Diagnosing Ringworm in Dogs

Diagnosing ringworm in dogs can be difficult due to the similarity to other skin disorders. Ringworm is not a worm but a fungus called dermatophytes. Early discoveries called these lesions ringworm because of the circular formation that were thought to be caused by worms. Ringworm lives on the surface of skin and feed on dead skin tissue and hair. There are three types of fungus that cause ringworm, microsporus canis, microsporum gypseum and trichophyton mentagrophytes. Microsporum canis is the most common in dogs.

Transmission of Ringworm

Ringworm is a zoonotic disease which means that it can be transmitted from animal to people and vice versa. Ringworm is very contagious and is spread through direct contact with infected species. Puppies and young dogs are more prone to ringworm because of their immature immune system. Your dog may be more susceptible to ringworm if he has had pre-existing skin diseases or trauma. Ringworm spores can live in the environment for months with the right conditions. They can be found in carpet, bedding and grooming equipment. A mixture of bleach and warm water can kill up to 80 percent of spores.

Symptoms of Ringworm

The incubation period of ringworm is 10 to 12 days. Lesions may appear after this time. Typical ringworm lesions are round and hairless. They grow in size and are irregular in shape. Hair loss is due to the fungi causing hair shafts to break off. These lesions are commonly found on the face, ears, paws and tail. Their appearance is scaly and may or may not itch. The skin is often red and inflamed.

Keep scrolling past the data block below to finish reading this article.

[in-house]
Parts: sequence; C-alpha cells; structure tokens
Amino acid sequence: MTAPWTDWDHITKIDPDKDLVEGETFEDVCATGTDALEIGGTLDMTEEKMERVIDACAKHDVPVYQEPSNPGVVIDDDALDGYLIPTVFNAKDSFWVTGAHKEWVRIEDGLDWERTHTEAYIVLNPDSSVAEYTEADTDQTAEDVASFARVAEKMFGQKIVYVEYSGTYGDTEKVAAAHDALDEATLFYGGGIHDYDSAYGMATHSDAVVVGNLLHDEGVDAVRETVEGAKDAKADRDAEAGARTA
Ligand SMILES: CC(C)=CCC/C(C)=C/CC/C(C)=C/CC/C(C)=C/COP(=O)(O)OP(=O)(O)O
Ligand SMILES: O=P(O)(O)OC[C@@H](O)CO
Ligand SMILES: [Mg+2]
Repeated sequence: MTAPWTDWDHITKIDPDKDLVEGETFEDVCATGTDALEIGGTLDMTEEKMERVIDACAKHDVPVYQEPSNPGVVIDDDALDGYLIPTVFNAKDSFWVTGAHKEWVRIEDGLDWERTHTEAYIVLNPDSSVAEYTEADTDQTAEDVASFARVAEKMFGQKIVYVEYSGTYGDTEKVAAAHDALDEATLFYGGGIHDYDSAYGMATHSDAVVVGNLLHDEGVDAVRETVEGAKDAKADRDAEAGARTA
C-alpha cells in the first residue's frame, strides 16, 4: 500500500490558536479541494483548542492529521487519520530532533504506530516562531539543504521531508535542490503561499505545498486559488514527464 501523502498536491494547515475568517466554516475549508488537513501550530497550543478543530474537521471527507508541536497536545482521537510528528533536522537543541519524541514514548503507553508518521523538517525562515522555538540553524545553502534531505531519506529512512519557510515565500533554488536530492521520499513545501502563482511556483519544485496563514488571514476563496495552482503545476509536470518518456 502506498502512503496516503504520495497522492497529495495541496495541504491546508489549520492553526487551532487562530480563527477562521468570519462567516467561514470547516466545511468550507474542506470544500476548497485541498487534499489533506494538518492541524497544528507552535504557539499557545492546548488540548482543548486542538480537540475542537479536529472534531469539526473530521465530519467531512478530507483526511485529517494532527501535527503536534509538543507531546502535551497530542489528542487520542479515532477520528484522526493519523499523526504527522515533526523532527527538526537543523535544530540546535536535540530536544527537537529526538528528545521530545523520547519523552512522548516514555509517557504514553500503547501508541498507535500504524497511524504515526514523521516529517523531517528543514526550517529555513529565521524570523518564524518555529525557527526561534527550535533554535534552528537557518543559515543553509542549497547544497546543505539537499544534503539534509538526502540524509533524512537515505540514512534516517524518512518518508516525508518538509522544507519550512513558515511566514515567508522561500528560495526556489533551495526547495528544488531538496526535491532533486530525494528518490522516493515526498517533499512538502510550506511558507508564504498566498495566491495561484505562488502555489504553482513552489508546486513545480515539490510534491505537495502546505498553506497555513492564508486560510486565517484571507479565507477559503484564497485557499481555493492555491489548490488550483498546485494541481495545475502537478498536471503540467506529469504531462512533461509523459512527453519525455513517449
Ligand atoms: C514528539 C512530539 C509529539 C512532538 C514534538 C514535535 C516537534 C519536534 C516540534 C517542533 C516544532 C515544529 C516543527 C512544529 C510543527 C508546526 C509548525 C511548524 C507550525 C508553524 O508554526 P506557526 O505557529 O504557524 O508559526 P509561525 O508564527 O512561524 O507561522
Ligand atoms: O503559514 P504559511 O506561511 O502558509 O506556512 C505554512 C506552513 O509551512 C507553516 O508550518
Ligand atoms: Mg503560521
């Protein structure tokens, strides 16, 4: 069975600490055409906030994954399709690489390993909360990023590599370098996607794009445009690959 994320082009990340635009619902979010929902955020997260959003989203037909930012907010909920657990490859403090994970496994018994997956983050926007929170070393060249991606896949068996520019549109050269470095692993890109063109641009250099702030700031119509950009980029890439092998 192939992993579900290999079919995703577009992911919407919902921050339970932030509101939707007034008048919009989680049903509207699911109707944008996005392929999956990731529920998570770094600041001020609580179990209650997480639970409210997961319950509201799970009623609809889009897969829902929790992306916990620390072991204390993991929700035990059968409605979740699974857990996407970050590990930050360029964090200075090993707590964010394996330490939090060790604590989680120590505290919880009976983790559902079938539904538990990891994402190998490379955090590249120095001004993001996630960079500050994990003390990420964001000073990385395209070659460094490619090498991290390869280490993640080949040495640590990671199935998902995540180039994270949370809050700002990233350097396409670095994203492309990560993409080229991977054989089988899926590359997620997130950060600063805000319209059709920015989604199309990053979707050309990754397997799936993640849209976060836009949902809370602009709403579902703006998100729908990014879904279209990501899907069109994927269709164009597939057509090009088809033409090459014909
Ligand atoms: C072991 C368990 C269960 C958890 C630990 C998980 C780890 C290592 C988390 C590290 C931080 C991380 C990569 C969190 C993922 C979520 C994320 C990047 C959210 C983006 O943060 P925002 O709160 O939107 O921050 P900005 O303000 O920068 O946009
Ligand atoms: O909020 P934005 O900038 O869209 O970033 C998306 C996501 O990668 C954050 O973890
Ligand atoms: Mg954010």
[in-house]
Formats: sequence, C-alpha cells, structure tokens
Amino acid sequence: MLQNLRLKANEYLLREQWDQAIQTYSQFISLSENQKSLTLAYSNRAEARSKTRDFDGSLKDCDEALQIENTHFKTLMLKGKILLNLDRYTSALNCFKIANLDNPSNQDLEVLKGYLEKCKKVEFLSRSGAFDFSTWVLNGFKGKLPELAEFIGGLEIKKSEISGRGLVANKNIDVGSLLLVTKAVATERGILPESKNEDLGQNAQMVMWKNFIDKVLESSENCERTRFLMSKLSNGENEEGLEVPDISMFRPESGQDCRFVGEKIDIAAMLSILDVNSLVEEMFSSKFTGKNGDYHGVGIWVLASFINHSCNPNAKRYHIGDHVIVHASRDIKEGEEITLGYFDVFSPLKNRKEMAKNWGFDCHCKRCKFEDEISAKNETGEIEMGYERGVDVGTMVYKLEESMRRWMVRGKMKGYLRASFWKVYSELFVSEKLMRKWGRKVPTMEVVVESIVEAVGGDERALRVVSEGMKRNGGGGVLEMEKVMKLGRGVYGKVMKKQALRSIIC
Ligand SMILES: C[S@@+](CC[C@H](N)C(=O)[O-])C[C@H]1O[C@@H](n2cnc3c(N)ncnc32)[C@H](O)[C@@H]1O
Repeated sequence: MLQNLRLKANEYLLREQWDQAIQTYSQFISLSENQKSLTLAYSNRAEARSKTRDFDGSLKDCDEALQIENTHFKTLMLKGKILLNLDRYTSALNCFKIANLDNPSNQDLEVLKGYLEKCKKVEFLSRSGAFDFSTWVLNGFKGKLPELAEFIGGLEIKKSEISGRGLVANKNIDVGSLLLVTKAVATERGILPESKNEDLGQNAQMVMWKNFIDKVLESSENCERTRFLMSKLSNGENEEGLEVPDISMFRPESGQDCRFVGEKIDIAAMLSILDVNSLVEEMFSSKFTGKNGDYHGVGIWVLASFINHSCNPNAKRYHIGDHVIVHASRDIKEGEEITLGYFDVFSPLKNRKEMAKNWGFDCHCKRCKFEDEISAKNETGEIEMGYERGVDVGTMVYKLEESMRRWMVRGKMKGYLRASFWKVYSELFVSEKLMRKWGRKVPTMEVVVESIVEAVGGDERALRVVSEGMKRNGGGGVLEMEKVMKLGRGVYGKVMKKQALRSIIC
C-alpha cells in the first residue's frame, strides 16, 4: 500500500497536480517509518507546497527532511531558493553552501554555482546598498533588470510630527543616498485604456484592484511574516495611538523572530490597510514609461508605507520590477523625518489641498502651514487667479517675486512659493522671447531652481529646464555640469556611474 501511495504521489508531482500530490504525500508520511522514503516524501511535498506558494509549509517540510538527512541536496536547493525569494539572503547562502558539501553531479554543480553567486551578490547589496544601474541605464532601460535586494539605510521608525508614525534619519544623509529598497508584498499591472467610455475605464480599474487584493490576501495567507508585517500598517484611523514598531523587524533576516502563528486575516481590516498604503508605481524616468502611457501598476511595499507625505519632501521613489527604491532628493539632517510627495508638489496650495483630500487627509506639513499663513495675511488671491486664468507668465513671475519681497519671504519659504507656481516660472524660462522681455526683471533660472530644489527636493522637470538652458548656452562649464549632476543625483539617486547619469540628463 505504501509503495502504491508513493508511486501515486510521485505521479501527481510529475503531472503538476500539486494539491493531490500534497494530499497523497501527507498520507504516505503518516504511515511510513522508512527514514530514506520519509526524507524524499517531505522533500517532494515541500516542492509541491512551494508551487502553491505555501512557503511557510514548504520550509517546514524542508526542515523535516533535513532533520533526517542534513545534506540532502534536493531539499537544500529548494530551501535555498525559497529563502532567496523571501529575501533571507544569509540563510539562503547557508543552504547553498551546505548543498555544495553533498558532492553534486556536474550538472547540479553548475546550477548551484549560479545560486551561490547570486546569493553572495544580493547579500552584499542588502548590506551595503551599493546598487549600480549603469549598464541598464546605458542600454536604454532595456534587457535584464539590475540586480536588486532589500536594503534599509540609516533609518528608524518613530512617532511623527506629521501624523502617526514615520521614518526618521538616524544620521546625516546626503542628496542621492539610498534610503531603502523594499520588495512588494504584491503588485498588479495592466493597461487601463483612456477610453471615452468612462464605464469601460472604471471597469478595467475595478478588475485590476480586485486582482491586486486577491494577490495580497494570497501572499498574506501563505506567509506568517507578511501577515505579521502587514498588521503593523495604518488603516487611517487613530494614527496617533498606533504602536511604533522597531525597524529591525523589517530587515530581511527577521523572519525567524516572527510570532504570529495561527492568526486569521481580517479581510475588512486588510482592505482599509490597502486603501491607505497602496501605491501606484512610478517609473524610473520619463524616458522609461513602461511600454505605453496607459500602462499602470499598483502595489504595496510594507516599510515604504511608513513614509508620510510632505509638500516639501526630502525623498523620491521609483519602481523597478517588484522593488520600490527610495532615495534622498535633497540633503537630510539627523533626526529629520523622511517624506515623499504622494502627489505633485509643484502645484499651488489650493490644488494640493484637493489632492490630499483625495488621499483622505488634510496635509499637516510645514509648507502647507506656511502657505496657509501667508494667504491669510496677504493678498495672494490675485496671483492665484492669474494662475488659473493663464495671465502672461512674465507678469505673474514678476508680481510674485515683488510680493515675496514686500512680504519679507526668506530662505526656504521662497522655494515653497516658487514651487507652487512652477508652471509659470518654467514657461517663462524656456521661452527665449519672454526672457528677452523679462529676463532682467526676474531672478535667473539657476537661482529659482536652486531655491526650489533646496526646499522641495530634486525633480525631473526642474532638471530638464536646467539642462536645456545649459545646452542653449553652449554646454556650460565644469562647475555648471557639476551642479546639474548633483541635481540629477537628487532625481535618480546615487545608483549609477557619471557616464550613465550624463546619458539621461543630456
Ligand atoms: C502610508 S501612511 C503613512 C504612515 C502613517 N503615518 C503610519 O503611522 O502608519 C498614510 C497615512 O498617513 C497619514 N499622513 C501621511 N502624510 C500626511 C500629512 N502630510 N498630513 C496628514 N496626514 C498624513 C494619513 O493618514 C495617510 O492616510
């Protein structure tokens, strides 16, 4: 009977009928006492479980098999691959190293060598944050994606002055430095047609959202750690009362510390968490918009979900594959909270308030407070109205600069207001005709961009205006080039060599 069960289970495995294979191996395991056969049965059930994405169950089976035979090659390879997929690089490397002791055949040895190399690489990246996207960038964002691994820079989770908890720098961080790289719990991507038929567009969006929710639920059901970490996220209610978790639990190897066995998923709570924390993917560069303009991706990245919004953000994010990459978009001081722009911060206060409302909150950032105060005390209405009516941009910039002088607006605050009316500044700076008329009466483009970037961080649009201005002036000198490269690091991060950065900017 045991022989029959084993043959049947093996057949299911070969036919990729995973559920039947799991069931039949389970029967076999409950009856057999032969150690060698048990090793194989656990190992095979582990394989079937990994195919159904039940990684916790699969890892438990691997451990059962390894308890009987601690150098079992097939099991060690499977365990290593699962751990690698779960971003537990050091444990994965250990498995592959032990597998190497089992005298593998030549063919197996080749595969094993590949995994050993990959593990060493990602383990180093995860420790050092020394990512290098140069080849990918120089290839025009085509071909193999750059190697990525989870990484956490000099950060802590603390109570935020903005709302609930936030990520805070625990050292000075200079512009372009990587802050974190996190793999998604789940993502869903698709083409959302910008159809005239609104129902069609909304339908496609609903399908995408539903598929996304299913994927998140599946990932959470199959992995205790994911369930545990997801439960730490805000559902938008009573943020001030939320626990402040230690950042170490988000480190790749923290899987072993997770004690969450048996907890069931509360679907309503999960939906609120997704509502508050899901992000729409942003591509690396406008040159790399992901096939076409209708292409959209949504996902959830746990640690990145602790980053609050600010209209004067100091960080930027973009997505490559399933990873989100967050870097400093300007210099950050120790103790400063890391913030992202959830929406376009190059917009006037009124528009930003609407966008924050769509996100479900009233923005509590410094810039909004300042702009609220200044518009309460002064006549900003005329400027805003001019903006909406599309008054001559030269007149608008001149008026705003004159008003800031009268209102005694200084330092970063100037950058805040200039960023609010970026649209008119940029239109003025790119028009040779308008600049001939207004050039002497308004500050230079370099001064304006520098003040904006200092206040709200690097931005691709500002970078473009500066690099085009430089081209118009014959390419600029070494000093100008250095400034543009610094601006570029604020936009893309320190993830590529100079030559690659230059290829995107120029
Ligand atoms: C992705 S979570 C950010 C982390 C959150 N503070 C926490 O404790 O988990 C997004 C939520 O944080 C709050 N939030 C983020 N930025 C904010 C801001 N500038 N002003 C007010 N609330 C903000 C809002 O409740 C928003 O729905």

Diagnosing Ringworm

If you suspect that your dog has ringworm, there are test that can be done at your veterinarians office.

  • Wood's Lamp - This is an ultra violet lamp or black light. If your dog is infected with ringworm, 50 percent of the microsporum canis will glow when under the wood's lamp.
  • Fungal Culture - Because ringworm is similar to other skin disorders based on appearance, a fungal culture can be done to confirm a positive identification of the skin infection. Test can take 2 to 3 weeks to show results.
  • Microscopic - This requires a skin scraping of the affected area. A sample is taken and prepared on a slide with potassium hydroxide solution. This solution dissolves the skin cells but not the fungus cells. The slide can then be color stained for easier identification and examined through a microscope.

Treating Ringworm

Griseofulvin is an oral anti-fungal drug that is given to stop fungal reproduction. Side effects of this drug is vomiting, diarrhea and possible birth defects. Lime sulfur dips can be given twice a week either at your veterinarians office or at your home. This is a strong smelling dip that can stain your clothes and jewelry. It will cause temporary yellowing of your dogs coat. It is important that you follow the exact directions for the dip to insure proper effectiveness. If ringworm is left untreated, it will heal itself in 2 to 4 months but infection may return. Treatment is recommended for your dog to relieve him from any suffering and to stop further spreading.